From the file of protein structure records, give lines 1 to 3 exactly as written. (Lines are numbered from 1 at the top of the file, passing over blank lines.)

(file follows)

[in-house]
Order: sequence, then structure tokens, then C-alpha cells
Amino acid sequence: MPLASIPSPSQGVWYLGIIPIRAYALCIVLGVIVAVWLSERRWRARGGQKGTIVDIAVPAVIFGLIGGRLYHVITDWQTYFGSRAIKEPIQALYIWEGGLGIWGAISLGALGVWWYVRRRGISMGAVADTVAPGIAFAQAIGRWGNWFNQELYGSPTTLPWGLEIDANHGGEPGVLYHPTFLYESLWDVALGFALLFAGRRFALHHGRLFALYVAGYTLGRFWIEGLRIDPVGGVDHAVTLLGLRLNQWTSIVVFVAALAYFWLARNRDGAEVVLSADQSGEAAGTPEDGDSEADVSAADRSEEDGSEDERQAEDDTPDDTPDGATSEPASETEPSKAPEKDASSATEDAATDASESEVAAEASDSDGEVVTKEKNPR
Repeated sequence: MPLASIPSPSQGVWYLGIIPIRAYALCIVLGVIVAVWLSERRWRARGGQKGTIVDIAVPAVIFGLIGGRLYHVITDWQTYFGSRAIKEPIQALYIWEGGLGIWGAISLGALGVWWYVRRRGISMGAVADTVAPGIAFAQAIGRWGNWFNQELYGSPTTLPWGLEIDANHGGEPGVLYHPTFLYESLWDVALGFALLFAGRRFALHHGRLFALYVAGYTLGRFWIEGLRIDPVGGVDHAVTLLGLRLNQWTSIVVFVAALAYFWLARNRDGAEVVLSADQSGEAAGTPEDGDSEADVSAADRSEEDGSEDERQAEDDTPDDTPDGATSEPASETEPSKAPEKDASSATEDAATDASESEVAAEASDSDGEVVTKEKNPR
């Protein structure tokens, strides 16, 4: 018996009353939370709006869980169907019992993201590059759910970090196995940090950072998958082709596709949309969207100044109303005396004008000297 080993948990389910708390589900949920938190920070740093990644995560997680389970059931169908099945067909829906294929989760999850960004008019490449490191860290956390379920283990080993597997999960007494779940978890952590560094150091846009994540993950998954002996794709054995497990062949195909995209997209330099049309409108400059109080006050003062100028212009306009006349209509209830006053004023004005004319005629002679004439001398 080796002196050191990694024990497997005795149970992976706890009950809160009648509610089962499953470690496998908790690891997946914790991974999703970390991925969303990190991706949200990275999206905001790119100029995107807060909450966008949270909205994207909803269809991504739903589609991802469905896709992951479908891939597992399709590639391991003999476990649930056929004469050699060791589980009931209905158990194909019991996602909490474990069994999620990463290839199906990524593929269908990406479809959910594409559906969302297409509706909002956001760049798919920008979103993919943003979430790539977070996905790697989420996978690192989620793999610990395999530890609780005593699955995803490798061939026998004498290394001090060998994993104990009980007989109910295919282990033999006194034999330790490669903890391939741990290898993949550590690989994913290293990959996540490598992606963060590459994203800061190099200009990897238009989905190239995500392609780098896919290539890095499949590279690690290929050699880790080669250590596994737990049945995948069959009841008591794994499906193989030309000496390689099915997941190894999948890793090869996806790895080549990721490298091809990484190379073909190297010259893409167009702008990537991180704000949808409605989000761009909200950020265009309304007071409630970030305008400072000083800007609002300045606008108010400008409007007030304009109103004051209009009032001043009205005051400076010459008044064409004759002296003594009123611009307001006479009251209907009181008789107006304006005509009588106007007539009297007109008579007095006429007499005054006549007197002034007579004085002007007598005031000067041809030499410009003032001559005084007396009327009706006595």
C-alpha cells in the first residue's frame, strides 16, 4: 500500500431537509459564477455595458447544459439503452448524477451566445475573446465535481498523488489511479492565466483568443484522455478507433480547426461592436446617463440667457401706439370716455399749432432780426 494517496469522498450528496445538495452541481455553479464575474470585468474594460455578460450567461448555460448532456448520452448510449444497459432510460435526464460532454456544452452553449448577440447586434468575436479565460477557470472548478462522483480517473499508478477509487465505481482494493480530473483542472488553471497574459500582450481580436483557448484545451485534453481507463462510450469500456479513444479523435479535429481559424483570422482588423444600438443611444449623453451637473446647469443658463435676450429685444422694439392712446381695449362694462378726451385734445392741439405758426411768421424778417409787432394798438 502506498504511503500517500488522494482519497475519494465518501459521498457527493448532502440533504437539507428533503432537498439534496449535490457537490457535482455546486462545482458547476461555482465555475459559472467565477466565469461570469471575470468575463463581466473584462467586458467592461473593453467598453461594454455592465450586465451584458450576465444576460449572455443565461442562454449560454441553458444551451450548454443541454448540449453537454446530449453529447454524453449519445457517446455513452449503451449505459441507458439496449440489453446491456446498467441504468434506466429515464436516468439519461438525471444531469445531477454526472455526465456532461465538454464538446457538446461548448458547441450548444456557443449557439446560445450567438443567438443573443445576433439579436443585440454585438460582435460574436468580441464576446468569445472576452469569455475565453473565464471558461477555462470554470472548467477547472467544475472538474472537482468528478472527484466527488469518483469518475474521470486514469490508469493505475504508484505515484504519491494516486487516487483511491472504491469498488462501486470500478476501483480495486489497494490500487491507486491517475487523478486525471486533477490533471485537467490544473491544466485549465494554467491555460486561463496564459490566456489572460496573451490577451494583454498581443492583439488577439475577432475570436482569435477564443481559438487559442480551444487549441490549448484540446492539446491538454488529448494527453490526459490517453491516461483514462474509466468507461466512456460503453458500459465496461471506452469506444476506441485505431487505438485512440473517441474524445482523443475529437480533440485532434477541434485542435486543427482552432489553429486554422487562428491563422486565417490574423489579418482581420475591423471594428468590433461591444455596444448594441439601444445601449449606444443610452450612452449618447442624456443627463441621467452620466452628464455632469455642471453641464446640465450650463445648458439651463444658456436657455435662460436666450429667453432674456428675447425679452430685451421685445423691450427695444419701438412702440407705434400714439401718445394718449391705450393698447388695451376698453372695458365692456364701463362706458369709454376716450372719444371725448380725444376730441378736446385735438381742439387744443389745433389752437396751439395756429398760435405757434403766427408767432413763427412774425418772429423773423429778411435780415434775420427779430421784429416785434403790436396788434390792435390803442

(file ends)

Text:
[in-house]
Order: sequence, then structure tokens, then C-alpha cells
Amino acid sequence: MPLASIPSPSQGVWYLGIIPIRAYALCIVLGVIVAVWLSERRWRARGGQKGTIVDIAVPAVIFGLIGGRLYHVITDWQTYFGSRAIKEPIQALYIWEGGLGIWGAISLGALGVWWYVRRRGISMGAVADTVAPGIAFAQAIGRWGNWFNQELYGSPTTLPWGLEIDANHGGEPGVLYHPTFLYESLWDVALGFALLFAGRRFALHHGRLFALYVAGYTLGRFWIEGLRIDPVGGVDHAVTLLGLRLNQWTSIVVFVAALAYFWLARNRDGAEVVLSADQSGEAAGTPEDGDSEADVSAADRSEEDGSEDERQAEDDTPDDTPDGATSEPASETEPSKAPEKDASSATEDAATDASESEVAAEASDSDGEVVTKEKNPR